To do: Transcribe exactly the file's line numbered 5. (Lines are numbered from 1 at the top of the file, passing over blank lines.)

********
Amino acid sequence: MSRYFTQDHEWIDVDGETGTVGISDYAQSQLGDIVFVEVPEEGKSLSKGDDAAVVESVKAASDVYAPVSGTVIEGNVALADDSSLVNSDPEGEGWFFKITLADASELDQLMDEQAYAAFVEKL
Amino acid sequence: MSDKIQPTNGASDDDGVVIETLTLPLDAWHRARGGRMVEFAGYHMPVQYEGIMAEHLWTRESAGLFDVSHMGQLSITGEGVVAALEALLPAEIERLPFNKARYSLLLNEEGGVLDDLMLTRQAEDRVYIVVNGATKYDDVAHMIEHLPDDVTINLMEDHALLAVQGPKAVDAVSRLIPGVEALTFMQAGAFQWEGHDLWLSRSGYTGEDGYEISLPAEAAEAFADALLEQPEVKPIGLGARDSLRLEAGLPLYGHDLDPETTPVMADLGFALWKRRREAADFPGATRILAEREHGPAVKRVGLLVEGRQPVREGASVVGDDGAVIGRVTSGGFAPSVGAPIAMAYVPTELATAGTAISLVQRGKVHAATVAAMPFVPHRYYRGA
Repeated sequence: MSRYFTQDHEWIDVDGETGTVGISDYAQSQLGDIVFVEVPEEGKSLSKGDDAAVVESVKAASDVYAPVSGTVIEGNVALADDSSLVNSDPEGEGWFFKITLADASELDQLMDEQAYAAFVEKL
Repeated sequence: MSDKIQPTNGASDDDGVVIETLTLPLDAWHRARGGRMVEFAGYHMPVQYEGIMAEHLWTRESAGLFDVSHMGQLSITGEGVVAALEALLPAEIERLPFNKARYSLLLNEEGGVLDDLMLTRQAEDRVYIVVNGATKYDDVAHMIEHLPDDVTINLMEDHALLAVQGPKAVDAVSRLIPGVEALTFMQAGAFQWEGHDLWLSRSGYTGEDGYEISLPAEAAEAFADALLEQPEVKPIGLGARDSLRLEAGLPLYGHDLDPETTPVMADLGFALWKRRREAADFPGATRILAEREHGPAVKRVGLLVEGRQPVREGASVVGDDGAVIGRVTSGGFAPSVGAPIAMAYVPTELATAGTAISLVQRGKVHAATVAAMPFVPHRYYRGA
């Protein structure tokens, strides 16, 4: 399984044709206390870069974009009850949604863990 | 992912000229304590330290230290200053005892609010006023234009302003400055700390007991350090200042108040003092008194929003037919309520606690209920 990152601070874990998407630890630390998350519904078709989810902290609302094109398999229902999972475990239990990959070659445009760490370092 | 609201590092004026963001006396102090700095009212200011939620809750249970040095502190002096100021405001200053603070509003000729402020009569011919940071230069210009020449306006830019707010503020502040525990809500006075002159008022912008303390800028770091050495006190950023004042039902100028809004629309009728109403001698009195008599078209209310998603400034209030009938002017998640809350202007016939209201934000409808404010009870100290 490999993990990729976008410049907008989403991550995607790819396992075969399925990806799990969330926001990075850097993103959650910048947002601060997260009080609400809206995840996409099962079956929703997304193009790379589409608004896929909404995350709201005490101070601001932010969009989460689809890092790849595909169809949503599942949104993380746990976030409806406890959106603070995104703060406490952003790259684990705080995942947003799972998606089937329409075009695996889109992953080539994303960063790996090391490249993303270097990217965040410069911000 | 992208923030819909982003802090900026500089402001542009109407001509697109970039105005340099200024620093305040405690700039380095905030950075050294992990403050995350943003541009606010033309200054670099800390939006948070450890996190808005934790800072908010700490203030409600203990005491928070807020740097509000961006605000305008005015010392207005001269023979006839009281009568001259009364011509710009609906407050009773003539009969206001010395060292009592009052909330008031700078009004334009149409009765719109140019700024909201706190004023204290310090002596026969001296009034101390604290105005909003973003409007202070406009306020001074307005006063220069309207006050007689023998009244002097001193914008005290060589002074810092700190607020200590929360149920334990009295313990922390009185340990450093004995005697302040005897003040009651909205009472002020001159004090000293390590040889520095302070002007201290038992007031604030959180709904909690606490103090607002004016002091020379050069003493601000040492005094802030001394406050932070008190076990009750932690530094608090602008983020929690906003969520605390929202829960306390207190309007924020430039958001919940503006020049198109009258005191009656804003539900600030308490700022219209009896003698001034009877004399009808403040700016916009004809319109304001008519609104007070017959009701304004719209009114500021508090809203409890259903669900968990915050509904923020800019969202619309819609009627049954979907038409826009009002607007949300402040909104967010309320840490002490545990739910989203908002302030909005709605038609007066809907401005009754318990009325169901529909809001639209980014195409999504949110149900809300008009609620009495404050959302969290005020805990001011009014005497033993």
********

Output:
């Protein structure tokens, strides 16, 4: 399984044709206390870069974009009850949604863990 | 992912000229304590330290230290200053005892609010006023234009302003400055700390007991350090200042108040003092008194929003037919309520606690209920 990152601070874990998407630890630390998350519904078709989810902290609302094109398999229902999972475990239990990959070659445009760490370092 | 609201590092004026963001006396102090700095009212200011939620809750249970040095502190002096100021405001200053603070509003000729402020009569011919940071230069210009020449306006830019707010503020502040525990809500006075002159008022912008303390800028770091050495006190950023004042039902100028809004629309009728109403001698009195008599078209209310998603400034209030009938002017998640809350202007016939209201934000409808404010009870100290 490999993990990729976008410049907008989403991550995607790819396992075969399925990806799990969330926001990075850097993103959650910048947002601060997260009080609400809206995840996409099962079956929703997304193009790379589409608004896929909404995350709201005490101070601001932010969009989460689809890092790849595909169809949503599942949104993380746990976030409806406890959106603070995104703060406490952003790259684990705080995942947003799972998606089937329409075009695996889109992953080539994303960063790996090391490249993303270097990217965040410069911000 | 992208923030819909982003802090900026500089402001542009109407001509697109970039105005340099200024620093305040405690700039380095905030950075050294992990403050995350943003541009606010033309200054670099800390939006948070450890996190808005934790800072908010700490203030409600203990005491928070807020740097509000961006605000305008005015010392207005001269023979006839009281009568001259009364011509710009609906407050009773003539009969206001010395060292009592009052909330008031700078009004334009149409009765719109140019700024909201706190004023204290310090002596026969001296009034101390604290105005909003973003409007202070406009306020001074307005006063220069309207006050007689023998009244002097001193914008005290060589002074810092700190607020200590929360149920334990009295313990922390009185340990450093004995005697302040005897003040009651909205009472002020001159004090000293390590040889520095302070002007201290038992007031604030959180709904909690606490103090607002004016002091020379050069003493601000040492005094802030001394406050932070008190076990009750932690530094608090602008983020929690906003969520605390929202829960306390207190309007924020430039958001919940503006020049198109009258005191009656804003539900600030308490700022219209009896003698001034009877004399009808403040700016916009004809319109304001008519609104007070017959009701304004719209009114500021508090809203409890259903669900968990915050509904923020800019969202619309819609009627049954979907038409826009009002607007949300402040909104967010309320840490002490545990739910989203908002302030909005709605038609007066809907401005009754318990009325169901529909809001639209980014195409999504949110149900809300008009609620009495404050959302969290005020805990001011009014005497033993």